American football might be the most popular sport in the United States but it is no match for soccer, as the world’s game and its fans are just as passionate. Have you ever seen Liverpool FC fans sing “You’ll Never Walk Alone” before each home match? Have you ever heard of a team with over 60,000 annual season ticket holders like Real Madrid? Have you ever seen soccer fans all over the world jump and fist pump to Kernkraft 400 by Zombie Nation? Well that passion and love for the game has transitioned to Major League Soccer fans as well. Here’s a look at five of the top MLS fan bases in the country.
One of the largest fan bases of any MLS team is Sporting Kansas City’s KC Cauldron. The group gets its name because the team’s former name was the Wizards. The Cauldron has its own website , kccauldron.com, where you can buy tickets to games. The site also features all of the KC supporter groups, the history of the Cauldron, bus tickets for road games, news and events, links to its social media sites, and even its own store.
The group’s popularity has exploded along with the team. Season tickets for their section are sold out, leaving only a few hundred for The Cauldron to sell for each game. They tailgate before each game, stand and chant during the game, hold huge banners, and have confetti cannons. The Cauldron has even been designated as a non-profit organization. You can become a member for $20 which goes towards free drinks at tailgates, subsidized travel for all fans and funds the choreographed displays the group does before every home match. The Cauldron might be the most well-known of KC’s supporters groups but, there are 18 other groups as well. All of the groups make up such a strong fan base that Sporting KC even has a full-time Supporter Liason Manager on its staff. It’s no wonder why soccer’s popularity is growing across the country.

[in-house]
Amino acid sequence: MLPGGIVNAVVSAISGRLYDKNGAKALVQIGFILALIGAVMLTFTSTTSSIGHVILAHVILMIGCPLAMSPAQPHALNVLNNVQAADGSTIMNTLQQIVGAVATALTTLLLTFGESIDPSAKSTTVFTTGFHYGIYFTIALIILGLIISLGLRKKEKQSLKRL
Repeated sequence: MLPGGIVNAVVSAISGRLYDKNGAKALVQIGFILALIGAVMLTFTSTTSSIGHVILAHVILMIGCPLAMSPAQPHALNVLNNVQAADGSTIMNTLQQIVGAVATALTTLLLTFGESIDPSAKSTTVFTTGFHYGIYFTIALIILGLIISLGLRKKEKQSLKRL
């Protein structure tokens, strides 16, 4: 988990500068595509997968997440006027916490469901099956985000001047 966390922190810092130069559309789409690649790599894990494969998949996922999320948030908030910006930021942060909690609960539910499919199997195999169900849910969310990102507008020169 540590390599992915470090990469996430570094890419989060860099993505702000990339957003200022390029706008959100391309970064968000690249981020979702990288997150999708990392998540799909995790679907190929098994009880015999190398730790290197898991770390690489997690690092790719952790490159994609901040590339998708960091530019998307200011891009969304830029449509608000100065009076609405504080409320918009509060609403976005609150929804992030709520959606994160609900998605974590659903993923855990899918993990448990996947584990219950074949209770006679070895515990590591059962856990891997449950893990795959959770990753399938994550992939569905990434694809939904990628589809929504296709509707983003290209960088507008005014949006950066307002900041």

The Seattle Sounders have an official supporters group with the Sounders FC Alliance and four independent supporter groups: the Emerald City Supporters, Gorilla FC, the North End Faithful, and the Eastside Supporters. Drew Carey is a minority owner in the team and requested that the Alliance be established to give fans a voice in the team. European teams like Real Madrid and FC Barcelona have this as well.
A membership to the Alliance is free for season ticket holders and $125 for non-season ticket holders. But the Alliance is unique in that in addition to shop discounts, an annual report, and newsletters, fans are invited to the annual business meetings, and are given voting privileges. They can help decide the general manger’s fate, the club’s charitable partners, and to help advise on matters that affect the game-day and fan experiences. Carey also thought the team should have a band that plays at games and thus The Sound Wave was born. It’s a 53-person band with brass and marching percussion instruments. They lead fans to the stadium in the March to the Match, which was started by the Emerald City Supporters in 2005. Like the Cauldron, they are also known for large, creative fan displays before games.
Perhaps one of the oldest MLS supporter groups in existence is the New York Red Bulls’ Empire Supporters Club, which was founded before the team was even in the league. The group was established in 1995 in anticipation of a MLS franchise and tries to incorporate different types of soccer fandom into its mix.